The following letter was sent to Vice President of Human Resources Karen Miller, Executive Vice President for Finance and Administration David Provost, and President Laurie Patton. Dear Karen and Dave, We are very glad that the wages for incoming workers at Middlebury have been raised to something much closer to a livable wage. We realize that the college's primary purpose was to be competitive and thus salaries were raised for entry level positions, but we are concerned that this has created wage compression and a sense of serious dissatisfaction among our longest and most dedicated employees. We believe the issue of wage-compression must be addressed. As you can imagine, for people who have been here for many years, even decades, it seems incomprehensible that their salaries should be the same as or just barely higher than incoming employees. We hope you will consider issuing an announcement as soon as possible about how long-term employees will see their wages increase in the near future in order to compensate them appropriately. Thank you for your consideration. Signed, Laurie Essig Gloria Gonzáles Zenteno Ellery Foutch Kevin Moss Ellen Oxfeld Patricia Saldarriaga Shawna Shapiro Michael Sheridan Yumna Siddiqi Daniel Silva Rebecca Tiger Max Ward Catharine Wright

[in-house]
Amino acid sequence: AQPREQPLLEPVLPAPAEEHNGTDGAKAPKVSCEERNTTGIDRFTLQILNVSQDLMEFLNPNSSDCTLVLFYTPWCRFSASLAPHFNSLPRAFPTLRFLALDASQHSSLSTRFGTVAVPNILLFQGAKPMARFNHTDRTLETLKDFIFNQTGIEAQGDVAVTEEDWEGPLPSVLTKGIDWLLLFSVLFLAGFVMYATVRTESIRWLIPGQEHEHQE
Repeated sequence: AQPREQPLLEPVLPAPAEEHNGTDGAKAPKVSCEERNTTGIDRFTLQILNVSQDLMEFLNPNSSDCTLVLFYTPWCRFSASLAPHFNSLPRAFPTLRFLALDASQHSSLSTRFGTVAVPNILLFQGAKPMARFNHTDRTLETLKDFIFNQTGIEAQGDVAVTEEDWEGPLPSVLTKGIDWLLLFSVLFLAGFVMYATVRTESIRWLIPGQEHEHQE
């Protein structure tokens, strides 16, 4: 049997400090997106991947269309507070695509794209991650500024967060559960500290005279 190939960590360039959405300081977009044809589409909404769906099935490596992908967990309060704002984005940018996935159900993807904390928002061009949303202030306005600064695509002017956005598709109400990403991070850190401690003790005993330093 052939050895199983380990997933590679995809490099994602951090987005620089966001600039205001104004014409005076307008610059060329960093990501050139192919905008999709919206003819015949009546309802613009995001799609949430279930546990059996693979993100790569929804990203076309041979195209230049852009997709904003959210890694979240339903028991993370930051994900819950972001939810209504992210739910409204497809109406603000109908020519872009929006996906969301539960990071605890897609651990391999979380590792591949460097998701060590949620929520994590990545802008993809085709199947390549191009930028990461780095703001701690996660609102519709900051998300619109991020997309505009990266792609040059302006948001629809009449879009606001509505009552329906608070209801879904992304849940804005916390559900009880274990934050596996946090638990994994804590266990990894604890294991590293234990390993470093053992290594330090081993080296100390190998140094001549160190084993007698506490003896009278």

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First off, I’d like to thank Mr. Khan for that little trip down memory lane! Let me state right off the bat that I have no regrets about standing up for the rights of LGBT people and other marginalized groups at Middlebury. I don’t retract a single comment, especially about Rehnquist, who not only sided against equality in every major Supreme Court case on gay rights for over two decades, but in 1986 and again in 2003 – a mere three years before Middlebury named a chair after him – considered that I should be a felon in over 20 states because of who I sleep with. (Bowers v. Hardwick in 1986 upheld Georgia’s sodomy law that carried a sentence of 1-20 years in prison for consensual sex between men. Lawrence v. Texas in 2003 found the remaining 14 state sodomy laws unconstitutional and overturned Bowers, but Rehnquist joined the dissent.) I don’t care what logic he used to justify his decision, it’s still clear to me it was really based on animus. Fortunately, by 2003 a majority of Supreme Court justices was on my side, as in 2006 a majority of voting faculty was on my side, not that of President Liebowitz. Then, as now, the people making decisions at Middlebury were blindsided. They were as unaware of what some of us knew about Rehnquist as the organizers of the Hamilton Forum were of what some of us knew about Legutko. My suspicions that they were unaware are confirmed in that other pearl-clutching article about my Facebook post, which Khan refers to. But people, it’s Facebook! It’s not as if I’ve gone on the lecture circuit and criticized my Middlebury colleagues at other institutions! Facebook is just not that serious. Furthermore, my feed is private, restricted to friends. That someone took it upon himself to steal my post and share it with, among others, students, whom I never add as friends until they graduate, is a gross violation of my privacy and totally unethical. Imagine if I stole private pictures of someone’s children from social media and shared them with some group they didn’t want to see them! The post was made in the heat of the moment, and I later tempered it. But I had been looking forward to confronting Legutko with pointed questions and was already upset that I was deprived of that possibility. Now I heard that he was speaking anyway, but I had been shut out. It seemed a bizarre move on the part of those who talk about answering speech with more speech and about questions being the coin of the realm. Someone might have reached out to the one person on campus who seemed aware of what Legutko stood for in Poland and in Europe. Finally, to the question of my publication record. Perhaps Mr. Khan doesn’t know, but different disciplines have different expectations. Some still insist on books, but others accept serious articles and book chapters, and these expectations are changing with digital publishing as well. I have over two dozen publications since those two books. The latest was the translation of my chapter on Russia for the French edition of a volume on Anti-Gender Campaigns in Europe. The chapter title, “Russia as the savior of European civilization: Gender and the geopolitics of traditional values,” could with the substitution of “Poland” for “Russia” easily describe Legutko’s book. Though short, the chapter has some 57 citations, which is 57 more than Legutko’s work. Not to brag, but last year I was even invited to Harvard to give a talk on Russia’s Political Homophobia and Geopolitics. This is what I brought to the attention of my colleagues and students at Middlebury. Now Poland’s turn to political homophobia has been in all the papers. Mr. Khan did inadvertently point to one real problem. It is likely true that my productivity has taken some hits from my activism on campus. Cis straight white men especially tend to have no idea how much emotional and intellectual energy some people on campus expend to make Middlebury a better place for marginalized students. I can’t even fathom the kind of daily toll this work takes on my colleagues who are faculty and staff of color here. But on the bright side, there is sometimes some progress. My op-ed on IVCF in 2016 (which, by the way, was about excluding a candidate from leadership not because of his stance on marriage, but because he was gay) ended with this: “Perhaps now is finally the time for Middlebury to create an LGBTQ center and hire a director who could both pro-actively make Middlebury a more queer-positive place and be brought in to help respond to any homophobic or transphobic situation that might arise in the future.” I note with pleasure that the college is now advertising for a full-time assistant director for the Anderson Freeman Center to support LGBTQ+ students and beginning discussions of what just such a center might look like. Kevin Moss is Jean Thomson Fulton Professor of Modern Language & Literature at Middlebury College.